If you don’t enjoy it and try to meet a trend, or publish some MFA tome that you hated every minute of, I honestly believe that the chances of it ‘landing’ and being picked up, are less.

Stories with heart and passion behind them, are just better stories.

Do you get writer’s block?

I go back and forth about those two little words. Yes, I believe that writers can get blocked. but I prefer to call it “Life Blocked”.

Writing doesn’t get blocked. We block ourselves. We get in our own way. Life gets in our way. The other worries, concerns, judgments, conflicts, and comparisons surrounding us get in our way. The writing is always there, just waiting to come out. It’s not beyond our reach. Until we put up walls of insecurities and excuses in our own path.

Somedays the inspiration isn’t there. Write anyway (see my answer from above about switching up projects, doing something that is still writing but not what’s got you puzzled). Somedays you are burnt out. Take a day off. Watch stupid movies. Take a nap. Keep your hands off the computer until you’re gnashing to get back to putting words down. Writers forget that inspiration is always there, you just sometimes have to clear out the path before it will flow. That might mean writing that scene you’ve been dreading until it turns into one of your favorites. Or sitting in the chair, writing the worst shit you’ve ever written nonstop for thirty minutes via a timer until you realize that it’s not all bad and that you were just afraid admitting that we all write shitty stuff sometimes.

Don’t believe in writer’s block. Believe in normal human emotion and limitation, give yourself grace but don’t give yourself excuses.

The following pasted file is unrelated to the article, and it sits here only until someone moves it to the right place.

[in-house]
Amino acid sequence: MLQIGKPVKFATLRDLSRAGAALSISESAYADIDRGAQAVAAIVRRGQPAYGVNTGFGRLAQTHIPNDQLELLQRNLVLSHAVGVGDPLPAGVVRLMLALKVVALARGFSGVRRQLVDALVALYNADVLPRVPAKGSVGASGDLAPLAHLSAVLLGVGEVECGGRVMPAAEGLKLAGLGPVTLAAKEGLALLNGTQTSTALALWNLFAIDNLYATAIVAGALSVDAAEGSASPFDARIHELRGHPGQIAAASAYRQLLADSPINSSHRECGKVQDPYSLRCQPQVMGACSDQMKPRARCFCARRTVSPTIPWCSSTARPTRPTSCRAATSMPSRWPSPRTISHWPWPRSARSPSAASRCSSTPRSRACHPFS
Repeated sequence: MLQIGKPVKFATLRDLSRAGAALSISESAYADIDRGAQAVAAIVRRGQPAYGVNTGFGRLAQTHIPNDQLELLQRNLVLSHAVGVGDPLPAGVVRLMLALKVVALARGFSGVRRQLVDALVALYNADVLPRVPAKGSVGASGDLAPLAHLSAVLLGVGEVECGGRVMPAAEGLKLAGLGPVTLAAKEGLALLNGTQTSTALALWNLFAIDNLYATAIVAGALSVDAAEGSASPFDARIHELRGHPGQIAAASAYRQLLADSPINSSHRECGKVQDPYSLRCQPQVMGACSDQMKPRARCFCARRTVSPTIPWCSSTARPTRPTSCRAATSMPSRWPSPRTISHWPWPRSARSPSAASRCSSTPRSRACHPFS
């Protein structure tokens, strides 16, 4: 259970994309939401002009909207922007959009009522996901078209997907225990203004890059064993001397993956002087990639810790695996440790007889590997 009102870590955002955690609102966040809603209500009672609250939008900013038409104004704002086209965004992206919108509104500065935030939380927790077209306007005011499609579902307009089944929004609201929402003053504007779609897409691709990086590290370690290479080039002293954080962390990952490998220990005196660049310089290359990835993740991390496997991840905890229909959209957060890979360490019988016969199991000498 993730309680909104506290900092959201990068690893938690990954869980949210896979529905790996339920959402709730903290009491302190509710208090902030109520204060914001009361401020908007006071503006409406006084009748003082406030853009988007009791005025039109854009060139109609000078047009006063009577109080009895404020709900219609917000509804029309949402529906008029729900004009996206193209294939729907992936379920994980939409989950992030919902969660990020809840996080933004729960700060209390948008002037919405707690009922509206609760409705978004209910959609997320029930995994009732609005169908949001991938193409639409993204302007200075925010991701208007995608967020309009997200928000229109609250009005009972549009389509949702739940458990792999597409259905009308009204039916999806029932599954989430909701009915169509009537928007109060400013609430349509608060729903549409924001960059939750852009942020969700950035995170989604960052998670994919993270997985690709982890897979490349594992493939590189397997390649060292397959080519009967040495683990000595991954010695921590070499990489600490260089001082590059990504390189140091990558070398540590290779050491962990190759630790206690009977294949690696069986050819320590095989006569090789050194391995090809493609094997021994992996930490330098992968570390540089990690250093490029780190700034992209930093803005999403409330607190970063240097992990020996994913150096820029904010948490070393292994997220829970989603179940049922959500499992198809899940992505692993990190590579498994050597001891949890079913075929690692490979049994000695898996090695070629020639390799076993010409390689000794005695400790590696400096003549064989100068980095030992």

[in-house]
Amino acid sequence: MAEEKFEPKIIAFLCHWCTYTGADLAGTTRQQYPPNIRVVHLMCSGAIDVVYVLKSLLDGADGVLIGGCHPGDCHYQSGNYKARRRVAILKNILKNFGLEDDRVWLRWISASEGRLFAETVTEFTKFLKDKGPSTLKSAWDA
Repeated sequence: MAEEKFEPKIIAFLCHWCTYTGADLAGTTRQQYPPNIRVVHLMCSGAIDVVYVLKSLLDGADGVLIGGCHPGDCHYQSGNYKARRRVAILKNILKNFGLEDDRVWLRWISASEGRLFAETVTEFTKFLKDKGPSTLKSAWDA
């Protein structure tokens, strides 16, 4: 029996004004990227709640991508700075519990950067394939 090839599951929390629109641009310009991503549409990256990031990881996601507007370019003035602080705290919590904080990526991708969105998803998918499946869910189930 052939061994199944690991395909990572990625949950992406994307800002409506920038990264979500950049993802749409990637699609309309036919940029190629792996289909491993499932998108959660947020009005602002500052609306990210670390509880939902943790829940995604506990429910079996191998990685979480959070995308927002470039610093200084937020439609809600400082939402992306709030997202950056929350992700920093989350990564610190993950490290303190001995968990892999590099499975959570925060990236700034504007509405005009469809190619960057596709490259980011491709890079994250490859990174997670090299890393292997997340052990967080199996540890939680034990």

Where can I find your work?

Always know this answer and, if possible, have a card with your info on it. You can find my work on Amazon, libraries, in some journals and newspapers as well as on my website. www.sarahreichertauthor.com (and yes, get a website)

How do you finish a book, I just can’t!

How do people climb Mt. Everest? How do people raise children? How do people retire comfortably after 45 years of work?

One step at a time. Always forward. Never giving up. Pause if you need, catch your breath, remember why you’re putting in the work, eyes on that distant horizon and keep moving. You will get stuck. You will want to quit. There will be stories you do have to quit or rewrite completely. Just don’t stop writing. One page a day. One sentence. Six chapters. It doesn’t matter. People who don’t finish their books have let the world win. They let their doubt win. They let the aspect of editing and cutting out what wasn’t working win. They let the fear of finishing a book and what that might mean for expectations on them win.

Don’t let fear or hard work stop you. Just write. Because you love it. Because you love the character. Because you love the journey. Because you love being lost in that world. When it gets hard, shift course, skip over the dark and come back after you’ve written through some light. There are a million ways to quit. But there are at least as many to persevere. Find what makes you keep going and do that.